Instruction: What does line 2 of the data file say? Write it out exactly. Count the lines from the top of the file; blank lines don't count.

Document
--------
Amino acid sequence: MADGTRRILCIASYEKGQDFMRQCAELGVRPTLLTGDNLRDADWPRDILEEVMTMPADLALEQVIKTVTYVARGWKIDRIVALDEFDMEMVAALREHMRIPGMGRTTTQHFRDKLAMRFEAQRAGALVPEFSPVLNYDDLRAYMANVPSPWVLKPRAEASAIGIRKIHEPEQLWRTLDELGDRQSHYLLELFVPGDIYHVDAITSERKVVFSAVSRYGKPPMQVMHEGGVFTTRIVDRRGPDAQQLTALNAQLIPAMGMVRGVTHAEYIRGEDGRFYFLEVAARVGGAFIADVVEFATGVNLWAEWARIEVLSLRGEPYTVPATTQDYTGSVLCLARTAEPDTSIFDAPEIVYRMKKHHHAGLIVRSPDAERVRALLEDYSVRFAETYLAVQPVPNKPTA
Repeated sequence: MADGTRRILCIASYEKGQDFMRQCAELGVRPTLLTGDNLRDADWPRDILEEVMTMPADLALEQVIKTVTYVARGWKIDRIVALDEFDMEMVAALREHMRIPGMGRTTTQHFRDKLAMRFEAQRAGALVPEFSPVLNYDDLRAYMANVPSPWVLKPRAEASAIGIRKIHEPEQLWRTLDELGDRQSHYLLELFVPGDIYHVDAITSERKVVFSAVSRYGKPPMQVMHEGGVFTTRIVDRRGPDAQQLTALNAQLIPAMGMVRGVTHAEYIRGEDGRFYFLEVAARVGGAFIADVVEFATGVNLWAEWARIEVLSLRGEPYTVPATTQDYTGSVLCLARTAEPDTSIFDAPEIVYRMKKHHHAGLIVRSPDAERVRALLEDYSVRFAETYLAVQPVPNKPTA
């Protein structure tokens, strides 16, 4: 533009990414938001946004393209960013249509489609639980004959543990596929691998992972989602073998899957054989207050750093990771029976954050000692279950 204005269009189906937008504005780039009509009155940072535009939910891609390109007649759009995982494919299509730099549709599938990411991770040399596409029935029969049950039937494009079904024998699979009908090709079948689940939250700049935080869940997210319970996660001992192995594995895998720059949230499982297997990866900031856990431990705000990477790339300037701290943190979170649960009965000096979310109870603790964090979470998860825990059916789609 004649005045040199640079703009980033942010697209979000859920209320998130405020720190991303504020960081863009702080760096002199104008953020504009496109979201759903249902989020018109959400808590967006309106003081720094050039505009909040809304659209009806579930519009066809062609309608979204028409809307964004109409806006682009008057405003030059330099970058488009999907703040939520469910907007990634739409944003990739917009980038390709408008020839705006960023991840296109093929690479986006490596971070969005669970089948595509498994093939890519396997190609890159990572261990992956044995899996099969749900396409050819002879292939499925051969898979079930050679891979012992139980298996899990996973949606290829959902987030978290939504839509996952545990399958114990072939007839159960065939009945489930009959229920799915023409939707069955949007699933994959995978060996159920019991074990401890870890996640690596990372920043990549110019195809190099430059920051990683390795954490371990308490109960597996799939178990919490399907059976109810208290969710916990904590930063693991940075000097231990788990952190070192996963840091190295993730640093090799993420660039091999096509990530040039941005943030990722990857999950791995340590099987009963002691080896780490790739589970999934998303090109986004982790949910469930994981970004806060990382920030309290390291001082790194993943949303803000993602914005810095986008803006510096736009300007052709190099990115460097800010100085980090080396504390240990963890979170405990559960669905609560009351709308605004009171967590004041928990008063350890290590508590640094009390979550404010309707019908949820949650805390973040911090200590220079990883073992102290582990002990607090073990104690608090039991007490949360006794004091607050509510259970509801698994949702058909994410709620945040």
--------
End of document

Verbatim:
Repeated sequence: MADGTRRILCIASYEKGQDFMRQCAELGVRPTLLTGDNLRDADWPRDILEEVMTMPADLALEQVIKTVTYVARGWKIDRIVALDEFDMEMVAALREHMRIPGMGRTTTQHFRDKLAMRFEAQRAGALVPEFSPVLNYDDLRAYMANVPSPWVLKPRAEASAIGIRKIHEPEQLWRTLDELGDRQSHYLLELFVPGDIYHVDAITSERKVVFSAVSRYGKPPMQVMHEGGVFTTRIVDRRGPDAQQLTALNAQLIPAMGMVRGVTHAEYIRGEDGRFYFLEVAARVGGAFIADVVEFATGVNLWAEWARIEVLSLRGEPYTVPATTQDYTGSVLCLARTAEPDTSIFDAPEIVYRMKKHHHAGLIVRSPDAERVRALLEDYSVRFAETYLAVQPVPNKPTA